WATCH: FOX19 NOW one-on-one with Mayor John Cranley - Cincinnati News, FOX19-WXIX TV

WATCH: FOX19 NOW one-on-one with Mayor John Cranley

Cranley was emotional as he apologized Monday night. (FOX19 NOW) Cranley was emotional as he apologized Monday night. (FOX19 NOW)
CINCINNATI, OH (FOX19) -

Mayor John Cranley apologized to police leaders after his office mistakenly named a day for the man who killed Cincinnati police officer Sonny Kim.

Cranley went into crisis mode and granted FOX19 NOW's Tricia Macke an exclusive interview to discuss how this could have happened and how he's been sick ever since.

"I was in Columbia Tusculum talking to voters and i got a text that there was a problem and I immediately found out that this terrible thing had happened," he said. "When I first heard about it I couldn't believe it... I felt like I was having a heart attack."

[Mayor's office mistakenly honors Cincinnati cop killer]

On Thursday night, Cranley was just told his office approved a proclamation declaring "Tre Day" in honor of Trepierre Hummons, the man who shot and killed Sonny Kim, the 27-year veteran of the Cincinnati Police Department.

"As you know I helped eulogize Sonny Kim. It happened during my tenure and I got to know his family after the murder, and that this could have happened was extremely distressing," he said.

Cranley said he made three quick phone calls to the widow of Sonny Kim, Sonny's former partner, and the head of the FOP Dan Hils.

"He knew right away that this was unintentional. The hardest part was talking to Mrs. Kim and Sonny's partner, and I just regret that it caused them any harm... but as I said today, it was unintentional," he said. "They accepted my apology and said accidents happen, so I was very grateful for that."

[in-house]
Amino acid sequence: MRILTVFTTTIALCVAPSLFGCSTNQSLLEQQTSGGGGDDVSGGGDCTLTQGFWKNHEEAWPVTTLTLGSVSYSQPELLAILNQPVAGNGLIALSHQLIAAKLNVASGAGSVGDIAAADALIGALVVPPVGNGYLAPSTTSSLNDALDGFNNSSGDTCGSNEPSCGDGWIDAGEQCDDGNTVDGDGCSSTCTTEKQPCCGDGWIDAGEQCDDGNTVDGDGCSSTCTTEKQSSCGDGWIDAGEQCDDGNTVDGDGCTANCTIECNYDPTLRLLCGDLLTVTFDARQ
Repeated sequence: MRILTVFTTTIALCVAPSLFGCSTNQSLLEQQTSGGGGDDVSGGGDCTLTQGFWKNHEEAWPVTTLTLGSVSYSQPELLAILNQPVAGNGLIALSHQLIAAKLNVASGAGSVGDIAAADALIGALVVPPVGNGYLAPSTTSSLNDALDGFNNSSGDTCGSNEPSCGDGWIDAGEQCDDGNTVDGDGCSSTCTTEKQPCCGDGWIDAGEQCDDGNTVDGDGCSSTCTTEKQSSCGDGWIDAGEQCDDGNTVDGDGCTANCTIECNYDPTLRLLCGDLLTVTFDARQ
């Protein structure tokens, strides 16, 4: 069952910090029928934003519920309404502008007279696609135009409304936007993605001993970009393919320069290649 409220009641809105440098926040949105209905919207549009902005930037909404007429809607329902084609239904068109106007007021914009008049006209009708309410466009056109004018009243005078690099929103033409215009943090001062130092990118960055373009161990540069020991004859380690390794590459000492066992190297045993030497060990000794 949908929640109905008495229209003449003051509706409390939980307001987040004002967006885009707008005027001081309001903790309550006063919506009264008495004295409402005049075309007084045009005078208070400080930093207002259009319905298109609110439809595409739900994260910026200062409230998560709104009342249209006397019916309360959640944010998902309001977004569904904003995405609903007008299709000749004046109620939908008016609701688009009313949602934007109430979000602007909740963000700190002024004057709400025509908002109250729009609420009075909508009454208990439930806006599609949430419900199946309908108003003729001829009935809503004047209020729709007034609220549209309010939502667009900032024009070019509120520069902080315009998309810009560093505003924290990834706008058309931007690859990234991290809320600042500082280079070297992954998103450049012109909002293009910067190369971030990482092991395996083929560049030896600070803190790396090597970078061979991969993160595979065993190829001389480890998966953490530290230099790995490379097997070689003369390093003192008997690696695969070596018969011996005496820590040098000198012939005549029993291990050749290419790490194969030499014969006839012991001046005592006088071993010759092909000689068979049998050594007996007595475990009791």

Cranley then held a news conference with a tearful apology for what he said was an honest mistake by a staffer in his office.

"Reality is, if I shed a few tears over the last two days, she shed as many if not more and feels horrible as I do, and forgiveness has been offered to me," he said.

Cranley said the proclamation would never have been intentionally approved.

"We would have never issued this proclamation for the man who murdered Sonny Kim," he said. "We formally retracted the proclamation... we sent a letter to Trepierre's dad and said it was issued in error and that we would never issue a proclamation for someone who murdered Sonny Kim."

The mayor said he takes full responsibility for the mistake.

"Obviously we failed," he said. "I take total responsibility. It cam in, the people that deal with it didn't notice. The name was not spelled out and they thought they were responding to someone asking for a proclamation for awareness of a mental health issue. So the people involved didn't realize who was involved, but obviously that's not good enough and we are making sure it never happens again."

Following the incident on Thursday, Cranley said he made several more apologies on Friday.

"Then today, I made my way around the police officers at the memorial and shook a lot of hands and expressed my personal apologies... and got a lot of hugs and it's a real testament of forgiveness," he said.

Cranley said changes will be made to how proclamations are issued.

"Obviously we are going to have the greatest security protocols imaginable for any proclamation that goes out now, and we're going to have different people reviewing them and running a lot more traps," he said.

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